Recipe for Icing Monster Walleyes

“In order to catch trophy walleyes, you must fish in trophy walleye lakes.” Throughout the years, I have learned about playing the odds when it comes to fishing. I guess its wisdom, realizing that by putting myself on the right lake to begin with is half the battle. There are a number of things you can do to increase your odds to catch a walleye of a lifetime.

Start out by picking a lake that has the right fish. It really is a numbers game. There are a few criterion needed to have a trophy walleye lake.

  1. The right gene pool. Not every lake has the gene pool to produce walleyes 28 to 32 inches. In some bodies of water, a trophy is 26 inches. In other lakes, those fish are quite common and attention is paid when we start talking about the really big girls.
  1. Size of the lake. Larger lakes tend to have the ability to produce consistent big fish. Again, a pure numbers game with a variety of areas, food and spawning options leading to sustainability.
  1. Big fish forage. Big walleyes start out eating the normal walleye food of minnows, crayfish, various hatches and a myriad of other convenient food sources. Having a variety of food sources leads to a healthier lake, as some years the shiners might not do as well but another food source is available and walleye bellies are full. As walleyes become big, their diet changes. They start relating to a common fish in the larger waters—the tullibee. This bait is large and a high protein forage that allows walleyes to grow big.

Once you have chosen a lake where the big girls live, there are some commonalities to big fish success.

Overall, most big walleyes live in deeper water most of the time. “Deep” is relative to the lake, but on a lake such as Lake of the Woods, the main basin called Big Traverse Bay is about 34 feet deep. Will walleyes at times during a feeding window or spawning activity be shallow? Absolutely. Walleyes, however, tend to live near their food sources and in particular tullibees. Tullibees spend most of their life in deeper water.

Play the odds. In Minnesota waters, anglers are allowed to use two lines while ice fishing. Use one jigging line and one deadstick. This combo will catch both the active and neutral walleyes. The active walleyes will typically go after the jigging line. The jigging line also attracts even the neutral walleyes. The neutral fish will be interested in the deadstick, which is usually a live minnow on a plain hook or type of walleye ice jig set close to the bottom.

It amazes me how many big walleyes I have caught on a deadstick. A struggling minnow set in front of a walleye is tough for them to resist. Increase your success with a deadstick by keeping your minnow moving. Don’t hook the minnow too deep. Jig your line once in a while. This not only can provoke a walleye to eat but also keeps the minnow active, producing more fish.

Try larger baits. Just like when you are trolling in the open water months and you alternate sizes, colors and wobbles until you find out what they like that particular day, do the same with your jigging lures. Big baits will attract big walleyes. Try using larger minnow swimbaits, a jigging spoon tipped with a minnow head or a section of the body or a vibrating blade lure that is detected by the walleye’s lateral line such as a Cicada.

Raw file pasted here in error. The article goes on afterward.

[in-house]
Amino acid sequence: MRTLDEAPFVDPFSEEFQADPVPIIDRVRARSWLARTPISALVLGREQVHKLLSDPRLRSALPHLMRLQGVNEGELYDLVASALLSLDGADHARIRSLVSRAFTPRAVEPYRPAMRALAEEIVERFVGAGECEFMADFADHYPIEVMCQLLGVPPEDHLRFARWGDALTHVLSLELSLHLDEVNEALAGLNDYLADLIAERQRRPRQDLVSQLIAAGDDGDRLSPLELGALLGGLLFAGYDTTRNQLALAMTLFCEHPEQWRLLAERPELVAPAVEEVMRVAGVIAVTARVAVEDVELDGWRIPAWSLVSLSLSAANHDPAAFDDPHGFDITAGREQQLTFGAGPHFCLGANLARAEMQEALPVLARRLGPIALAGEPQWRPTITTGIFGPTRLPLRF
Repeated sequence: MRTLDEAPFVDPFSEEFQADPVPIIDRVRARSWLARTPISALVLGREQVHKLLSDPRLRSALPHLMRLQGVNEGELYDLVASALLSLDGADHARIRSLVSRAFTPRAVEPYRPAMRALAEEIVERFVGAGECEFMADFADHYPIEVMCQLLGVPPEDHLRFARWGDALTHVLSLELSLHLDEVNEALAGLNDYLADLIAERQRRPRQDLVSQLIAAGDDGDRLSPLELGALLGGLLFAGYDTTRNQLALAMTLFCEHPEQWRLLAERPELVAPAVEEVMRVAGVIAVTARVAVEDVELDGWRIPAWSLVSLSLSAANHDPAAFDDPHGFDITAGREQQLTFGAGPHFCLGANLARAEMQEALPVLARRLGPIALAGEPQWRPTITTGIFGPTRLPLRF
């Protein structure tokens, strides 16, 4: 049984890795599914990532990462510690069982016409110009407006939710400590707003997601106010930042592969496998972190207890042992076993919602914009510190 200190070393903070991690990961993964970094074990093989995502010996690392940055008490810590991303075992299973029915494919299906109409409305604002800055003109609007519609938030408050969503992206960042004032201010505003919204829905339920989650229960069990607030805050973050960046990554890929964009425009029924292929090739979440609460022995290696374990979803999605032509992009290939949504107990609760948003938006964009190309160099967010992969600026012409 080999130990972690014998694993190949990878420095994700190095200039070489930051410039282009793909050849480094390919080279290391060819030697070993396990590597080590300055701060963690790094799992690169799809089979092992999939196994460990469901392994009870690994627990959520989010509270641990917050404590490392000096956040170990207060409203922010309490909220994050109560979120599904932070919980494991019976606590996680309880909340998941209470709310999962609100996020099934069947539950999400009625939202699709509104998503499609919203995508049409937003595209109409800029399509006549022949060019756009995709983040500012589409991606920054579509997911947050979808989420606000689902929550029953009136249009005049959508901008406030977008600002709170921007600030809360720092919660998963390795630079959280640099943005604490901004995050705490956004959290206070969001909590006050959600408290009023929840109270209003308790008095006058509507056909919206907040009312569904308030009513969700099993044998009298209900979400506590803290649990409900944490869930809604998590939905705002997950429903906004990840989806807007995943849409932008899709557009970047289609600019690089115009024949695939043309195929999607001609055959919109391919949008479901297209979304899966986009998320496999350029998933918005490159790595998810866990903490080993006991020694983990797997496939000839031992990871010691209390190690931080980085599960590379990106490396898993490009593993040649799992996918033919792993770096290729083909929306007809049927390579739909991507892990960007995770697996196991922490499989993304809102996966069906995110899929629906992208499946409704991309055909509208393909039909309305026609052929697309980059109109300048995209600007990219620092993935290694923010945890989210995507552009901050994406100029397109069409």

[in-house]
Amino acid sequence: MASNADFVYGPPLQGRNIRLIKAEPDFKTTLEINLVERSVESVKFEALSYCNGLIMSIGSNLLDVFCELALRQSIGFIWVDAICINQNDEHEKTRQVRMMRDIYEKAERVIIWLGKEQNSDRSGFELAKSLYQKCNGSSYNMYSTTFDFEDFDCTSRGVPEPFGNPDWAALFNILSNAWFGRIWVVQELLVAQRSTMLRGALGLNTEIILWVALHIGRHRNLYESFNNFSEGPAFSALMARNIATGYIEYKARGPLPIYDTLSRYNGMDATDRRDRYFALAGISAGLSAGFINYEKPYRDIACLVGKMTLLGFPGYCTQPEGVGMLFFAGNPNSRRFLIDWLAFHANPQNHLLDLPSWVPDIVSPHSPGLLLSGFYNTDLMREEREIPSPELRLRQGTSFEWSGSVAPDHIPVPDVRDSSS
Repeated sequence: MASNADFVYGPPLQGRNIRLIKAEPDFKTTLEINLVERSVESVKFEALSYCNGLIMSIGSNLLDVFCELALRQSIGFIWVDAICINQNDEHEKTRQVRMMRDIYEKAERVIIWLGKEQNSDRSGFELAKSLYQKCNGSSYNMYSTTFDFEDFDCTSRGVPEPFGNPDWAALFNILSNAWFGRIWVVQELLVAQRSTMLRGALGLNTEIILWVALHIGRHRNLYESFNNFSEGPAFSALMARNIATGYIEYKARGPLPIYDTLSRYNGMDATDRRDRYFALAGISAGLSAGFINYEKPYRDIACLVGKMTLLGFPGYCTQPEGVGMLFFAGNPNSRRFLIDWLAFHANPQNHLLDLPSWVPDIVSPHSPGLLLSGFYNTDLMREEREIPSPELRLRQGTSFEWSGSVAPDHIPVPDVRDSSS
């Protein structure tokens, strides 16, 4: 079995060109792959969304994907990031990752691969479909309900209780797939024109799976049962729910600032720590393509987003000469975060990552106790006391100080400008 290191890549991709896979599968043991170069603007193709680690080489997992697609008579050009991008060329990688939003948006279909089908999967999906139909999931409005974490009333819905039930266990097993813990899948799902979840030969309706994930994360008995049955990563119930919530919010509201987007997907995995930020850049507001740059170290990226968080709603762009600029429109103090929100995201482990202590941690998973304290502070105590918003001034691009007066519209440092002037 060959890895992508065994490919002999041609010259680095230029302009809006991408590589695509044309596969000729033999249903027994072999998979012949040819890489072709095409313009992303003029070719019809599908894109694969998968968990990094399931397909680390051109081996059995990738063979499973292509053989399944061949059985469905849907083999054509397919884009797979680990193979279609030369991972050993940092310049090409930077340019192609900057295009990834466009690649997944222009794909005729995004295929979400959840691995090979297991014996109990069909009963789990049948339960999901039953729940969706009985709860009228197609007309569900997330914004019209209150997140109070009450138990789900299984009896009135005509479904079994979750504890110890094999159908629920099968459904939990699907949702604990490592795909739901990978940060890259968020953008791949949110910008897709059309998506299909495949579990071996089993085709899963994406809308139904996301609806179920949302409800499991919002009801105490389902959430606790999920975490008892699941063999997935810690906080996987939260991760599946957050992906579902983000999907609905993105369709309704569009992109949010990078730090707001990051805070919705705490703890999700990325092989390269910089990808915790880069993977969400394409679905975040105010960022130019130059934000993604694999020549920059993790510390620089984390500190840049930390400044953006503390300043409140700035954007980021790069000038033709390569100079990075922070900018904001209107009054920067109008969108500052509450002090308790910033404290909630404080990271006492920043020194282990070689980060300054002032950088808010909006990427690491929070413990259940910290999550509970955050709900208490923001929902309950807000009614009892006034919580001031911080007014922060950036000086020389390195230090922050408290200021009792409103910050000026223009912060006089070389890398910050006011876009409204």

Ripping a vibrating blade lure can be effective. I have noticed the vibrations really will pull fish in from a long distance. Early on, I would rip a blade bait aggressively in an effort to attract more walleyes to my second line. To my surprise, many of the walleyes would attack the blade bait.

I also have had success being aggressive with a blade bait when fish are docile. It goes against reason in some ways, but much like the reaction strike on a crankbait, at times is super-effective. It’s a rush when there are no fish on your Vexilar and instantly a big red mark comes flying in. This fish is hot. Place your lure in front of her, twitch it and hang on.

Using electronics is a huge advantage. Big fish will certainly cruise the bottom, but on big fish lakes like Lake of the Woods, monster walleyes will often come through suspended. The thought is they are cruising around up high, looking for a meal. It is no coincidence that is often where tullibees are living as well. Very often when these fish are caught, they are bigger fish.

When you spot a suspended fish on your electronics, you need to act fast, but there are some tips. Reel up fast before the fish swims through, but a couple of feet below the fish. Slow your reeling so you don’t spook the fish. That last couple of feet, reel slowly until in front of or just above the fish. When in position, jig it twice and pause.

If the fish doesn’t react, shake the lure for a few seconds as fast as you can.

Next, start reeling up the lure to imitate an escaping baitfish. If the fish follows, don’t stop. It’s the thrill of the chase. Keep it moving up until it is decision time and normally the walleye will eat. If it doesn’t, let the lure free-fall to below the mark.

Finally, try jigging very aggressively and erratically. Usually, one of these methods will trigger a strike.

When positioning your bait above the fish, be ready for that fish to fly up and hit your offering, causing slack in your line. One thing I do now that I never used to is when pulling the lure up to the fish, I use the reel more than my arms, keeping my arms lower to the hole. If I lift the lure up with my arms and the fish hits, I have nothing left to set the hook. This is also effective when fishing in collapsible houses with a lower roof clearance.

There is nothing like setting the hook into a big walleye and eventually seeing those two big marble eyes at the bottom of your hole. Ice anglers can spend years, even a lifetime in search of a true trophy. If icing big walleyes sounds like a good hobby to pick up, change the game. This year, put the odds in your favor.